ARLINGTON, Va. (Legal Newsline) - Though initially heralded as a consumer voice that would restrain deceptive and abusive business practices, the Consumer Financial Protection Bureau has come under increasing fire from critics, with one George Mason University law professor concluding that the bureau’s complaint database serves no coherent regulatory purpose.
“It is essentially nothing more than a government-sponsored version of Yelp,” Todd J. Zywicki told Legal Newsline in an email.
Zywicki, the executive director of the George Mason Law & Economics Center, says similarities exist between the government database and the Internet service that allows people to review local businesses.
“Simply dumping isolated, unvetted complaints on the public record without any verification of their accuracy doesn’t serve any apparent regulatory purpose,” he explained.
An article published recently in American Banker Magazine concluded that the bureau’s database of complaints reported by consumers was chock-full of errors and was found to be unreliable by some of its own federal employees.
The article quoted one former senior official at the CFPB as saying that the data was not reliable or simply incorrect more than one-quarter of the time.
The article noted that the bureau, which was established by the Dodd-Frank Wall Street Reform and Consumer Protection Act of 2010, has seen a dramatic rise in the number of complaints filed annually, from 20,000 in 2012 to more than 70,000 in a single quarter of 2015.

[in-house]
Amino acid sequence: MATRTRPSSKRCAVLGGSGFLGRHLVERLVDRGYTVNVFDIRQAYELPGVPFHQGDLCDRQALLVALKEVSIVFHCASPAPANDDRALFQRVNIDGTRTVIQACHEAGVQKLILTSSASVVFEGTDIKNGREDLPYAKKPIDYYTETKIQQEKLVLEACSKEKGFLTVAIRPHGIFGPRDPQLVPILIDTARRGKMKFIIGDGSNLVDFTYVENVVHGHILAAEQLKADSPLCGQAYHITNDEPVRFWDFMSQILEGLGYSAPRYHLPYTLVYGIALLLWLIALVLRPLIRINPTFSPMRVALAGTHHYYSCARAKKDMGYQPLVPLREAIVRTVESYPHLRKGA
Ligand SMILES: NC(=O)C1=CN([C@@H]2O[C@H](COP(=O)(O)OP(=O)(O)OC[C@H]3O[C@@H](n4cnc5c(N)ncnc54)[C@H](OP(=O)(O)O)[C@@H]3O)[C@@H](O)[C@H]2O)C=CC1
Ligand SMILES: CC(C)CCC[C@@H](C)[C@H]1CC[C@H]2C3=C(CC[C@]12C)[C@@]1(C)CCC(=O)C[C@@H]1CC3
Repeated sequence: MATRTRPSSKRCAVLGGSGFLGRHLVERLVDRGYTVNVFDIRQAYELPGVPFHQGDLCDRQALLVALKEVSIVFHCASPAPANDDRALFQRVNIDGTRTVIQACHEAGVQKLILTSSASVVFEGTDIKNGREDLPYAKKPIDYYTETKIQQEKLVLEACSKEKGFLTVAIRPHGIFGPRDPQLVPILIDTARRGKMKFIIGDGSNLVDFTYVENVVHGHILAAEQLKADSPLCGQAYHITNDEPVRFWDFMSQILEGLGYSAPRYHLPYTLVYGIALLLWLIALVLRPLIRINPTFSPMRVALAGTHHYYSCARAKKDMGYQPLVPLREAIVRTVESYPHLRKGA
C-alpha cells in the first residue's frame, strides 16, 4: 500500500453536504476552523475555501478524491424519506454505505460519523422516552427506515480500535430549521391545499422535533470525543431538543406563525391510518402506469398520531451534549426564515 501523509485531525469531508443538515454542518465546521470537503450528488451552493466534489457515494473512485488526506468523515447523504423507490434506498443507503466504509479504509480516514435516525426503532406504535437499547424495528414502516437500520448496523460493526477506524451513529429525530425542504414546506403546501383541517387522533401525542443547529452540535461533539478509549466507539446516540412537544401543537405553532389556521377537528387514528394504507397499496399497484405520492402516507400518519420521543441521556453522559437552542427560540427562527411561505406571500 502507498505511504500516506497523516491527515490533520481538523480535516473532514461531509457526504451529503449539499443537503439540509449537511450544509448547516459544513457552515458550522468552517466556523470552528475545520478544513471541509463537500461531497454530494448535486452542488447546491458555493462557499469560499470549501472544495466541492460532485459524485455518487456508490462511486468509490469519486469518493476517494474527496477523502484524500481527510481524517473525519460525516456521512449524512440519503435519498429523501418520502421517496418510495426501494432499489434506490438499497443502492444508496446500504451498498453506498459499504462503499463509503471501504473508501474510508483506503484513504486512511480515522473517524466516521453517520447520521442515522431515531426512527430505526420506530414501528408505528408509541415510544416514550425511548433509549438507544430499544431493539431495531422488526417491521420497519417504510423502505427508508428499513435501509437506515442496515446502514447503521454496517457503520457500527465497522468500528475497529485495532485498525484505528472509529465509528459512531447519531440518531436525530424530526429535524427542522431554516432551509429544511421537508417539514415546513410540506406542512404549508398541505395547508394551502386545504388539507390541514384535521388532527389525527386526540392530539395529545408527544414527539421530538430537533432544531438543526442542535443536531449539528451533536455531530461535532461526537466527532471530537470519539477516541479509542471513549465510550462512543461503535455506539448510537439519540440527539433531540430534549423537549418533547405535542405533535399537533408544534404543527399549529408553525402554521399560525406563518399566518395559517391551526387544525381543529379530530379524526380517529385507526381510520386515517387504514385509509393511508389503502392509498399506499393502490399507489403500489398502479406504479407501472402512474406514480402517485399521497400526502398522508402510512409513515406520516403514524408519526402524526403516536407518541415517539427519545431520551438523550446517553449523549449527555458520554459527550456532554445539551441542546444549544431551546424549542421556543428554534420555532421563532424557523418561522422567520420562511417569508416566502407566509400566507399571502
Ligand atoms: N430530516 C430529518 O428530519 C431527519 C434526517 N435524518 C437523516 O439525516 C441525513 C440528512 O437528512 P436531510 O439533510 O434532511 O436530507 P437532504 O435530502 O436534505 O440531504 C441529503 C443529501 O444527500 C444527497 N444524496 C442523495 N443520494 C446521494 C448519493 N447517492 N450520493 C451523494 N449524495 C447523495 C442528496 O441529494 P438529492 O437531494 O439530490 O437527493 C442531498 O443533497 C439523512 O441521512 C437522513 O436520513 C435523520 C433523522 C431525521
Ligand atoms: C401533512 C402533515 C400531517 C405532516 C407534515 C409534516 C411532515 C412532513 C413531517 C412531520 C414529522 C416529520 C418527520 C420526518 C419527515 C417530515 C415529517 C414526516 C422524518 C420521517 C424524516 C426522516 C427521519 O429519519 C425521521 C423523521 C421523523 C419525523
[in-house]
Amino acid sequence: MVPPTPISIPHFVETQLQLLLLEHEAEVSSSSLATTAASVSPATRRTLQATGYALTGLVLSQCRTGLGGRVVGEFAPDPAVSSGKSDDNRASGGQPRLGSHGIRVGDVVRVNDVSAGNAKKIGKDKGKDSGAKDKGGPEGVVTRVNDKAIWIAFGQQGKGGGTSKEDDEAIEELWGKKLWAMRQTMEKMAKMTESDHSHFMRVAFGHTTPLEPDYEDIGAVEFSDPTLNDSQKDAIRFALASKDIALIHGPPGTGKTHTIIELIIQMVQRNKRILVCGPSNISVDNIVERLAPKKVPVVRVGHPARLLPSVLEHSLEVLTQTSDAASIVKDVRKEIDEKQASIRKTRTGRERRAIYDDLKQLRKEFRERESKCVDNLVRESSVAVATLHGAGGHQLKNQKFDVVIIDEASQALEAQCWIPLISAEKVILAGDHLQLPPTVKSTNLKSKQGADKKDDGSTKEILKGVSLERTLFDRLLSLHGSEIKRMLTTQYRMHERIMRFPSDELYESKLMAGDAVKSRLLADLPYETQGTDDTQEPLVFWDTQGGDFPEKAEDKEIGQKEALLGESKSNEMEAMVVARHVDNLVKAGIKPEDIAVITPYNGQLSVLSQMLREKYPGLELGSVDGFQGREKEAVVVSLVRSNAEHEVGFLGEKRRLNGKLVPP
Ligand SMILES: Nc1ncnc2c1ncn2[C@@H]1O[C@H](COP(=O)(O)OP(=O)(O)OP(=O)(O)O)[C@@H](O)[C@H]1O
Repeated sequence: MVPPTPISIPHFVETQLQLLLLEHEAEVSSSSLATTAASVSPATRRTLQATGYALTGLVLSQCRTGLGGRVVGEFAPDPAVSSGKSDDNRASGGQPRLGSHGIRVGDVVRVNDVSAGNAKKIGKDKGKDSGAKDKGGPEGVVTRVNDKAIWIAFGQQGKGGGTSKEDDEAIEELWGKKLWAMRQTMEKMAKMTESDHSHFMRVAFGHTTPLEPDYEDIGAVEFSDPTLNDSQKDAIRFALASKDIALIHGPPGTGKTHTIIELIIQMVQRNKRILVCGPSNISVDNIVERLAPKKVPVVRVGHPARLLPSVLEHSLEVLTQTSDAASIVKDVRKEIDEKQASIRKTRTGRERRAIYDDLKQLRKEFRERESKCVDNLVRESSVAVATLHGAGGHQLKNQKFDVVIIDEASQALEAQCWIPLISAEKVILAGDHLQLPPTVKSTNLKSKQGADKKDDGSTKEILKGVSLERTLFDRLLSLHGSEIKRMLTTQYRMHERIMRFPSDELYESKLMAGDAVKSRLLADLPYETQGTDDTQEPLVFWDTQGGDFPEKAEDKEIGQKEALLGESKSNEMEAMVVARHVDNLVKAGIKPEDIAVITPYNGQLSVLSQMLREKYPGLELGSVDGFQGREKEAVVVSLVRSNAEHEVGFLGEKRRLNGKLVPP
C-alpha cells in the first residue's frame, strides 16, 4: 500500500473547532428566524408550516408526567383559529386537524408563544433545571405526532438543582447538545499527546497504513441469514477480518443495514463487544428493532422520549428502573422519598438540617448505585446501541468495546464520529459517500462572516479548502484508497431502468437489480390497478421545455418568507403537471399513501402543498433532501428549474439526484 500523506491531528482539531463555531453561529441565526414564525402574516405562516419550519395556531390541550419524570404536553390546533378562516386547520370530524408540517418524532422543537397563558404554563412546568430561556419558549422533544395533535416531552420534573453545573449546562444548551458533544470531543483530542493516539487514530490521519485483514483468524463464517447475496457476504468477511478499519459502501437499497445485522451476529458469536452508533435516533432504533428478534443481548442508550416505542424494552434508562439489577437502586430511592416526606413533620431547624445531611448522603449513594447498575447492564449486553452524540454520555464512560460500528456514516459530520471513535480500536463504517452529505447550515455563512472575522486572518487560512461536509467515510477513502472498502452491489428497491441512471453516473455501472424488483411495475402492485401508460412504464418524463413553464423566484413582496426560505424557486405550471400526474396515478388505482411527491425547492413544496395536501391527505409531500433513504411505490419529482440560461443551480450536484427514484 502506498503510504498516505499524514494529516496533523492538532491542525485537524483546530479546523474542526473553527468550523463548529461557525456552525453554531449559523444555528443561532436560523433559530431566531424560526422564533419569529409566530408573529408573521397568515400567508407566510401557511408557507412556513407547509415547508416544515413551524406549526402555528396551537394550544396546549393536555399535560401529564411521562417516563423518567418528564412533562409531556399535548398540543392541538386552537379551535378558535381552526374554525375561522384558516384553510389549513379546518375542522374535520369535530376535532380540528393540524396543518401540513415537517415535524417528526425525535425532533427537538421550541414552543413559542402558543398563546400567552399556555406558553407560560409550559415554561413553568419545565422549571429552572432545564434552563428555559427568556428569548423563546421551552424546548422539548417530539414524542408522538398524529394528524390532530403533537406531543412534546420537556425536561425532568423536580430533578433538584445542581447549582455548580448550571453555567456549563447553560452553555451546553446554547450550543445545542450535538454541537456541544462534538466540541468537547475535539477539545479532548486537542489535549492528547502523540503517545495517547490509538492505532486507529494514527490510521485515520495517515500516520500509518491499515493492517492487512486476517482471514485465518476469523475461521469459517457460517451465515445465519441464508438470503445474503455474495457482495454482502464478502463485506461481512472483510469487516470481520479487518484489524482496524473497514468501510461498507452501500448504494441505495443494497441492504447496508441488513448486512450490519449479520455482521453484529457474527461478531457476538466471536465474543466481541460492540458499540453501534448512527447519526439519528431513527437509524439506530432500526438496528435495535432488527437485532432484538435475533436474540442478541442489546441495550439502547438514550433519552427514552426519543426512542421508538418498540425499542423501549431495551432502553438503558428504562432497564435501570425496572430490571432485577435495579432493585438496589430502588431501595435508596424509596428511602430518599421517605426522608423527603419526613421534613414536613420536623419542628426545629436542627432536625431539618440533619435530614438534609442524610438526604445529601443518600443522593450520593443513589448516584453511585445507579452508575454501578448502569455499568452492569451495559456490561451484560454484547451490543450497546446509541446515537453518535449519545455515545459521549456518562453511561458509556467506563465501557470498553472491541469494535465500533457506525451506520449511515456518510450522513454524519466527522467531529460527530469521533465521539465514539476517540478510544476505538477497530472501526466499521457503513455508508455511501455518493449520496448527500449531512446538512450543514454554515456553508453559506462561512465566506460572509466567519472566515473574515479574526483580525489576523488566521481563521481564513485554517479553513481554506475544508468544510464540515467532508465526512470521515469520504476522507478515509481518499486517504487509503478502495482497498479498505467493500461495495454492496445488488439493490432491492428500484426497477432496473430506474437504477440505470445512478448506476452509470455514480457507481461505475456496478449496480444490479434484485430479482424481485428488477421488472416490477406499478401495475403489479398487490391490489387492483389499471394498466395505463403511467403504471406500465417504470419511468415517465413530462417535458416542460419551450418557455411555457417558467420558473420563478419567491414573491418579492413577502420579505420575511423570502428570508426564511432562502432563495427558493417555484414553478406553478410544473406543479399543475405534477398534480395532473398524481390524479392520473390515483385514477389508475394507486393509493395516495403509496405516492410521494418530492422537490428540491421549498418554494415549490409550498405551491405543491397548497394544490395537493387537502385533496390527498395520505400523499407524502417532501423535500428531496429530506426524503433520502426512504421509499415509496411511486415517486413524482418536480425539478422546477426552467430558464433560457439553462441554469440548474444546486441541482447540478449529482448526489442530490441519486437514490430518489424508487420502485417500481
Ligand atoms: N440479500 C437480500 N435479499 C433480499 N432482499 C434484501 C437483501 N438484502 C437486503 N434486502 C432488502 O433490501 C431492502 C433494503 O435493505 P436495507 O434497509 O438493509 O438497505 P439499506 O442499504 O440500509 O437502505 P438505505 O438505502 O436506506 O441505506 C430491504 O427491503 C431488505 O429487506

“Earlier studies found that those mostly likely to complain were not those who are thought to be most vulnerable, such as low-income and low-education,” Zywicki said.
Instead, complaints come disproportionately from more sophisticated individuals living in the more affluent area codes around the nation, he said.
“Now, of course, the one percent deserve protection if they feel like their airline didn’t give them access to the airport lounge with their credit card,” the professor continued. “But that doesn’t seem like the most highly leveraged use of government resources to regulate consumer credit.”
Zywicki also said that complaints can be useful in identifying a pattern of problems in a particular industry or signaling to regulators that a company or individual should be further investigated and scrutinized. But without proper vetting to ensure accuracy, the usefulness of the data becomes questionable, he said.
CFPB Director Richard Cordray responded on the American Banker website that the claims in the November 2015 article were inflated. Cordray said the bureau’s inspector general recently performed an extensive audit of the consumer database and found only a small number of complaints with errors in them.
Furthermore, he said that businesses themselves play a part in ensuring the accuracy of the database when they let the bureau know about complaint duplication or complaints made by an unauthorized party. Problematic complaints such as those are rooted out of the system, Cordray said.